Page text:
A group of Montezuma-Cortez students is asking school administrators to reconsider using school resource officers on campus.
Montezuma-Cortez School District Re-1 has the equivalent of 1.5 SROs stationed on district campuses. The group of students said a police presence on campus fosters a fearful environment.
“It doesn’t create that great of an atmosphere to learn in and try to be productive in,” said Caro Gomez, a recent graduate of Montezuma-Cortez High School.
Some of the students spoke up about SROs at the latest virtual school board meeting June 30. The district agreed to discuss the matter with students soon.
Gomez, who’s been gathering other students of color to join her in her request, said she was inspired by the Black Lives Matter movement that has surged nationwide. As a member of a minority group herself, the issue hits home: Family members have experienced bias or profiling by law enforcement, she said.
She added there doesn’t have to be a specific example or incidence of wrongdoing by an SRO to address the issue.
“Why don’t we get someone that’s less intimidating?” Gomez told The Journal.
She would like to see SRO funding reallocated to health services, transportation for extracurricular activities or teacher pay.
Gina Lopez is a member of the Ute Mountain Ute tribe and works for the Colorado Coalition Against Sexual Assault, which is “grounded in anti-oppression,” she said. Lopez supported the students in their movement, and said she’s proud of them for standing up.
A big part of the issue at hand is understanding that law enforcement has a different meaning for different communities and cultures, she said.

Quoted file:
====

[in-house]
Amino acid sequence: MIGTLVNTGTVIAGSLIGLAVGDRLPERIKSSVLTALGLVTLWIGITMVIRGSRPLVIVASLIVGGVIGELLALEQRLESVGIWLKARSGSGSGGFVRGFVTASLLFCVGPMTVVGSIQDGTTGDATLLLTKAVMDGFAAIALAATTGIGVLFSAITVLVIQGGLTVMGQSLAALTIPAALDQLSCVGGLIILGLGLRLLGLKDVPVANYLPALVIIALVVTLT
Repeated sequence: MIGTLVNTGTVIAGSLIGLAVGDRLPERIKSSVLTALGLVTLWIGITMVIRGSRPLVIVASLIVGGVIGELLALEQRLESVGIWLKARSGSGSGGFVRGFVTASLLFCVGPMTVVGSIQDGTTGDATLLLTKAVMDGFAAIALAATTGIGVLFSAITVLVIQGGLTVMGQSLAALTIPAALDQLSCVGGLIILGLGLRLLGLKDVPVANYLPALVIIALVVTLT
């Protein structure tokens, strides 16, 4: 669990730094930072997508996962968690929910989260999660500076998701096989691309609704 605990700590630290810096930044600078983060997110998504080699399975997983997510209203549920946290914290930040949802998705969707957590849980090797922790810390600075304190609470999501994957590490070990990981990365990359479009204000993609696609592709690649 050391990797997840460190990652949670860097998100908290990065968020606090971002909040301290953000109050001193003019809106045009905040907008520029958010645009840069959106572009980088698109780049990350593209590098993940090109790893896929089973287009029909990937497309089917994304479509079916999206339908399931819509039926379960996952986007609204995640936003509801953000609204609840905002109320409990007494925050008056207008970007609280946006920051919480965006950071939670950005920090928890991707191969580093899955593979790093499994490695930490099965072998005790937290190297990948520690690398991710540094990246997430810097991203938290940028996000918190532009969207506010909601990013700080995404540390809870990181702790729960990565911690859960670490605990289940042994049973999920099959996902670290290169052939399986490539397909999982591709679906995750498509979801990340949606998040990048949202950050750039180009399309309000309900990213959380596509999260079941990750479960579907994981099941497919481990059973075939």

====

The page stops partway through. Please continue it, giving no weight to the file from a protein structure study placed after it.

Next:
“This isn’t about — we don’t support, care for, or love the police,” Lopez said. “We understand what that is. But we’re just asking that folks understand that policing is very different depending on the community you come from.”
She also worries that the specific role of an SRO might not be clear, and that if a law enforcement official also serves as a counselor or truancy officer, misunderstandings can arise. The presence of a uniformed officer also can seem to “criminalize” certain aspects of schooling, which is not good for students who have experienced bias or profiling.
It’s part of a larger, systemic issue related to discipline in schools, Lopez said. She recalled when she worked for the victim services department for the Ute Mountain Ute tribe, Southwest Open School came to them for help, looking to implement a restorative justice model of discipline — school staff were seeing Native American students being disproportionately disciplined.
“On their own,” Lopez said, “they came in and said, ‘We feel that it’s humanly impossible to ask for these students to come from homes where there are struggles — I could name off what all those things are — and hop on a bus and come to a campus and switch all that off the moment they step off of it. And then somehow they’ve got to turn that back on when they get back home.’”
She also would like to see Montezuma-Cortez High School work toward a restorative model.
At the school board meeting June 30, board members and administrators agreed that it would be a good idea to meet with the students to hear their concerns.
“As a school district, these students’ voices at least need to be heard,” said board member Lance McDaniel, adding that it was important to acknowledge different experiences throughout Re-1.
A few board members cautioned, though, that while they want to address the concerns, they also want to ensure student safety. Board member Sheri Noyes added that many students have had a positive relationship with SROs.
“There were several kids who were upset when some of the resource officers left, because that was a safe spot for them,” she said.
Superintendent Lori Haukeness said she would like to meet with the students, calling it a great opportunity to “really look at how we serve students of color as a district.”
She added, though, that it was important to recognize the value SROs have offered the district.
“They’ve always been incredibly supportive, even working behind the scenes on the proactive side, which you do not see,” she said.
The district pays $23,000 annually for the SROs. The Cortez Police Department has paid the majority of SRO funding, since former police Chief Roy Lane felt it was a priority, Haukeness added.